How Do I Speed Up My Graphics Card?
By Jason Spidle
If your graphics card needs an jolt, your best option for increasing the speed is overclocking. Overclocking is a process whereby the graphics card is modified so as to perform at a higher speed than intended. Overclocking a graphics card is accomplished using software applications that can increase the clock rate. By increasing the clock rate, the graphics card is able to handle more complex graphics. Most applications offer easy-to-configure wizards for overclocking your graphics card and can help you determine what clock rate is best for your graphics card.
Determine the make and model of your graphics card. You may already know this but if you don't, you can find out by either consulting the documentation that came with your computer or by running computer management software such as Sandra Suite or Belarc Advisor.
Research the optimal overclocking settings for your graphics card. When increasing the speed of your graphics card, it is important that you do not exceed limitations that could cause your graphics card to malfunction. Simply searching the make and model of your graphics card along with the term "overclock" should point you to websites that can offer advice on the best clock settings.
Download and install the overclocking software of your choice.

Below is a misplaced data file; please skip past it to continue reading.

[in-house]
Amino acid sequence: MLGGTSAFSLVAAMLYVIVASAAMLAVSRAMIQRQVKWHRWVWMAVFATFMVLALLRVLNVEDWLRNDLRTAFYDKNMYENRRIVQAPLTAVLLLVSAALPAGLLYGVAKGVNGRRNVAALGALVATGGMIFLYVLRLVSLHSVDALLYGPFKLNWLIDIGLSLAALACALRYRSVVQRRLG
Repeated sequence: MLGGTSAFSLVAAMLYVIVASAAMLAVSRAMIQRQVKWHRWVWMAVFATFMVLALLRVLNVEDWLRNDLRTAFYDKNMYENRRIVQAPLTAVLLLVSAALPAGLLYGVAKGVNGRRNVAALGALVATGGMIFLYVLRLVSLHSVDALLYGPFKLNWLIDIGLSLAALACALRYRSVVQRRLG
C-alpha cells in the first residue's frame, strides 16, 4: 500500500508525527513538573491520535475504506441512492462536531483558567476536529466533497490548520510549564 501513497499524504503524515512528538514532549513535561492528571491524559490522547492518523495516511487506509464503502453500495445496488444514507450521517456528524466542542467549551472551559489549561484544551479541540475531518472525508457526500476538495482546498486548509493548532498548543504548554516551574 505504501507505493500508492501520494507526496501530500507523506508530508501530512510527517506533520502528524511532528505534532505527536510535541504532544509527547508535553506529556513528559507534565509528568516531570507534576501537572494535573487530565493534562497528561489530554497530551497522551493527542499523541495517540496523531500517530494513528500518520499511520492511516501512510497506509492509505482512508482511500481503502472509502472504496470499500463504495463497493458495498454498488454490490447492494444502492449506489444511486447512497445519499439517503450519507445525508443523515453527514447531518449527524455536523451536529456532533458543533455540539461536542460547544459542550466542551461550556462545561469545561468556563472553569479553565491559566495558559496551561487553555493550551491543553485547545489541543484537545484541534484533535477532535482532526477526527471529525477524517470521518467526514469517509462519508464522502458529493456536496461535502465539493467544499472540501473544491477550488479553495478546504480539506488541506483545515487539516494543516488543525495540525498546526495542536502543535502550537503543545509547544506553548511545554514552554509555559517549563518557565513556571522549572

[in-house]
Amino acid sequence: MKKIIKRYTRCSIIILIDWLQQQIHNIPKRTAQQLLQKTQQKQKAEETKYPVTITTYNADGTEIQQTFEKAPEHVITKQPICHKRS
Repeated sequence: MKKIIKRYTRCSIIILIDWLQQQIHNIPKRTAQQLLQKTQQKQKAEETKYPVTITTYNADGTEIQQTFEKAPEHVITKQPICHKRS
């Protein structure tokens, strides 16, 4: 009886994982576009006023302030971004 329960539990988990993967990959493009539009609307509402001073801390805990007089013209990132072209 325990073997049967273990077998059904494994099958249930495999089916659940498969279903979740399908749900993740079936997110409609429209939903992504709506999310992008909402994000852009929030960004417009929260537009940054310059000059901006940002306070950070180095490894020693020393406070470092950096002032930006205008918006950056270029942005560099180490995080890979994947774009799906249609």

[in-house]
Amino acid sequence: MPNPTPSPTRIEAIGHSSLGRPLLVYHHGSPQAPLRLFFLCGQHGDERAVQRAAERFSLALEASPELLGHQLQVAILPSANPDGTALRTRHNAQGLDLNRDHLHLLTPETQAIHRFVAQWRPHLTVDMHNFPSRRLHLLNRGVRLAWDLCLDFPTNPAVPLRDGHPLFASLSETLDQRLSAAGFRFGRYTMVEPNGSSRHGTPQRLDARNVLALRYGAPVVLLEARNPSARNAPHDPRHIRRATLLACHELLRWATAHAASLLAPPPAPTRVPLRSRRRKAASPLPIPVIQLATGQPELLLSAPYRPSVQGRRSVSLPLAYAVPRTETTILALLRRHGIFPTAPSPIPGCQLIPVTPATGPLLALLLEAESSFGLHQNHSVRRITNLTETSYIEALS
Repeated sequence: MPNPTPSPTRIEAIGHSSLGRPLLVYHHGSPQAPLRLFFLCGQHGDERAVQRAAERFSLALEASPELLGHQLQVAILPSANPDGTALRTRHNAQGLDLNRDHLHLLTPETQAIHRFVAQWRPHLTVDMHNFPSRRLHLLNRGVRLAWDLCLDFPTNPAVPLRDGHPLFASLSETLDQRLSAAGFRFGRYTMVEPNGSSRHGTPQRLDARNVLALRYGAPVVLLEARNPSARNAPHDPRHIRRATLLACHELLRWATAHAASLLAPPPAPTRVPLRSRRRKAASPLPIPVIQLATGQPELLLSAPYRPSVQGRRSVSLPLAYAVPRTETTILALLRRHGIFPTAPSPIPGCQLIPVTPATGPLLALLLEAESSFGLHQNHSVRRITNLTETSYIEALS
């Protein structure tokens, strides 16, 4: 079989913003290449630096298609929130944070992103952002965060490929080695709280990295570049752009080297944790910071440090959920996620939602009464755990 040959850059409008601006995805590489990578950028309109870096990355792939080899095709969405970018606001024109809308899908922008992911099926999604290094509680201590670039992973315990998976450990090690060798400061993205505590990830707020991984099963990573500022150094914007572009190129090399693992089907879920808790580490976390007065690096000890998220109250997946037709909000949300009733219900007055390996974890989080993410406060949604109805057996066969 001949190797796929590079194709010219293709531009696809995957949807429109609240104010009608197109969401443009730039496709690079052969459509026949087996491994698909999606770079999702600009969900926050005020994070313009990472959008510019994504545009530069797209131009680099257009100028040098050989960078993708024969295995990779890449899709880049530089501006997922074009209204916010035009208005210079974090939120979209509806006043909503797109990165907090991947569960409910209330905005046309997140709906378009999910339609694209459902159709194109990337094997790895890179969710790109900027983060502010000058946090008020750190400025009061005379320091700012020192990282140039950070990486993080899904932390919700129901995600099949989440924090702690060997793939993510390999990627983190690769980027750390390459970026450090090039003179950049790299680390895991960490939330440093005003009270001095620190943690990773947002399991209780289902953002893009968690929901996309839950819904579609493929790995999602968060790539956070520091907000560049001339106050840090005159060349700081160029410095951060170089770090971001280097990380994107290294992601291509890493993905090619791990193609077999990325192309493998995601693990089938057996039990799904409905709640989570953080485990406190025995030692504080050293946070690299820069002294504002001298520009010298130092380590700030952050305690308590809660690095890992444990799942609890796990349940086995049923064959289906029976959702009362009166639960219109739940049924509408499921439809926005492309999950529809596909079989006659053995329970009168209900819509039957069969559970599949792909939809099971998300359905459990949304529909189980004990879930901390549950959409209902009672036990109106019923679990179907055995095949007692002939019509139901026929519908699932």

Launch the overclocking software.
Select your graphics card as the hardware you would like to overclock.
Adjust the graphics card clock settings. Generally speaking, overclocking software will present sliders that can be moved up or down to increase or decrease the core clock, shader clock and memory clock. Refer to the research conducted in step two for optimal clock settings.
Test your new graphic cards settings by running a 3D benchmarking program such as Futuremark (see Resources). Continue to adjust the settings until you achieve maximum performance while remaining stable in operation.
- When overclocking any component, temperature levels are bound to increase. Be sure to carefully monitor the temperature of your graphics card to ensure that your fan setup is keeping the card sufficiently cool.
Jason Spidle is a technology enthusiast and writer. His writing on computers, smartphones, Web design, Internet applications, sports and music has been published at a variety of websites including Salon, JunkMedia, Killed in Cars and The Columbia Free Times. Spidle maintains a number of blogs featuring poetry, short stories and other fiction.